Scipio Slataper is one of the most prominent writers from the Italian town of Trieste. Before the onslaught of World War One, Trieste was a unique urban environment and the largest port in the Austro-Hungarian Empire. It was a financially powerful city and a cosmopolitan centre where Slavic, Germanic, and Italian cultures intersected. Much of Slataper’s oeuvre is highly influenced by Trieste’s cultural complexity and its multi-ethnic environment.
Slataper’s major literary achievement, My Karst and My City – a fictionalized, lyrical autobiography, translated here in its entirety – offers a unique example of an Italian modernist narrative, one that is influenced both by Slataper’s collaboration with the Florentine journal La Voce, and by the Germanic and Scandinavian literature that he absorbed while living in Trieste. My Karst and My City, together with the excerpts from his reflections on Ibsen and other critical essays included here, adds a new voice and a different dimension to our understanding of European modernism.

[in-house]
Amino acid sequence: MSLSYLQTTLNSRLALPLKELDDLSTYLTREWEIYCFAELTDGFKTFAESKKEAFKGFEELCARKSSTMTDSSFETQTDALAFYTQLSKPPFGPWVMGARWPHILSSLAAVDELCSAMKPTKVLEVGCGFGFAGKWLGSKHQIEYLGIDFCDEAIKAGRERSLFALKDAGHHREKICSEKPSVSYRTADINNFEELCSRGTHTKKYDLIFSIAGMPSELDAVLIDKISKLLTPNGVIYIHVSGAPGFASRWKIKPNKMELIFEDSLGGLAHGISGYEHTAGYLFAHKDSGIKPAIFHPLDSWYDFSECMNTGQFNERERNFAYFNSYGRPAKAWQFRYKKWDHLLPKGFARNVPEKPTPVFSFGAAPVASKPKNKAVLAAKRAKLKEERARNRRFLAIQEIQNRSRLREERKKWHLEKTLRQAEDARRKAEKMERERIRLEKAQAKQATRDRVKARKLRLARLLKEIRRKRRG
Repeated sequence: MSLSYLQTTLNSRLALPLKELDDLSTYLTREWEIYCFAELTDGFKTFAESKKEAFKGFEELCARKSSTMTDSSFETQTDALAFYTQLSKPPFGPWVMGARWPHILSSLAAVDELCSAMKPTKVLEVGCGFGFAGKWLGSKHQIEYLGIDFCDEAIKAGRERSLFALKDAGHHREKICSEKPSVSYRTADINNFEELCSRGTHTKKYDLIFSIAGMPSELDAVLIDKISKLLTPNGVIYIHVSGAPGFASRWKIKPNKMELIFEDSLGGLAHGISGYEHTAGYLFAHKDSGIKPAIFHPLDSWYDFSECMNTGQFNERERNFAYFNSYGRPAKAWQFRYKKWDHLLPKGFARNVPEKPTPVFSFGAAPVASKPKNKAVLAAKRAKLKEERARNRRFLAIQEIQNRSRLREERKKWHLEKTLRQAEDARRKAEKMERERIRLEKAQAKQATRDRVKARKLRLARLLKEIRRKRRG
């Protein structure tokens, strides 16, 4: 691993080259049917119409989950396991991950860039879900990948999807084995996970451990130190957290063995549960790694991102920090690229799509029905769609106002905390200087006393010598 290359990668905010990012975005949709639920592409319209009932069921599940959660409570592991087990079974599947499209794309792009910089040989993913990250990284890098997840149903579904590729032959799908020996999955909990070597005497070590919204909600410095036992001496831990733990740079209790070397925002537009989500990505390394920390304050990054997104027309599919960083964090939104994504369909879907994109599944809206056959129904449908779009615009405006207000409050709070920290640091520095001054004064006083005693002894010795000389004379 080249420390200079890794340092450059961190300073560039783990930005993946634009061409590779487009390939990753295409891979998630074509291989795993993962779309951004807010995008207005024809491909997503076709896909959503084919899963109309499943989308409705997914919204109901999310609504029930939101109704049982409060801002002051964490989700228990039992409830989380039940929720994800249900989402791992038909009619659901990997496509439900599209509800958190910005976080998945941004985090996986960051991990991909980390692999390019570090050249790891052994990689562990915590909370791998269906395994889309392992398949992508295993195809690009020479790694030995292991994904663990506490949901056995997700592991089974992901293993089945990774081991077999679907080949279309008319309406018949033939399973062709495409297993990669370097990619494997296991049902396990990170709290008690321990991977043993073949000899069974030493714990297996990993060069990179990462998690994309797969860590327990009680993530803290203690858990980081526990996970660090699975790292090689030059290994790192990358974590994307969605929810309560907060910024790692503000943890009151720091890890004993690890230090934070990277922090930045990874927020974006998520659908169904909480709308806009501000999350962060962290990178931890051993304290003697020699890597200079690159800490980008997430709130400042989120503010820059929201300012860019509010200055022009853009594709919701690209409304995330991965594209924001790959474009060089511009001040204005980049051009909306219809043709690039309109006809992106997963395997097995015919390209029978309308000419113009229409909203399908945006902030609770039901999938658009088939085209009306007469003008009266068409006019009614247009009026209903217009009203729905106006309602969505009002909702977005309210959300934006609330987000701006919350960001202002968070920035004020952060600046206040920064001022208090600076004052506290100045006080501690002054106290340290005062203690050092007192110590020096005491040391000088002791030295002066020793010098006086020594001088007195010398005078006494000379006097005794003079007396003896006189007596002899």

About the authors
Scipio Slataper (1888–1915) was an Italian writer, most famous for his lyrical essay My Karst. He is considered, alongside Italo Svevo, as the initiator of the prolific tradition of Italian literature in Trieste.
Elena Coda is associate head of the School of Languages and Cultures and associate professor of Italian at Purdue University.
Nicholas Benson is the translator of volumes by Attilio Bertolucci and Aldo Palazzeschi and the recipient of an NEA Translation Fellowship.
"This volume is an important milestone in the literary criticism of Trieste, a valuable companion in future explorations of the Adriatic city that makes Slataper’s rich and multifaceted work finally available in English."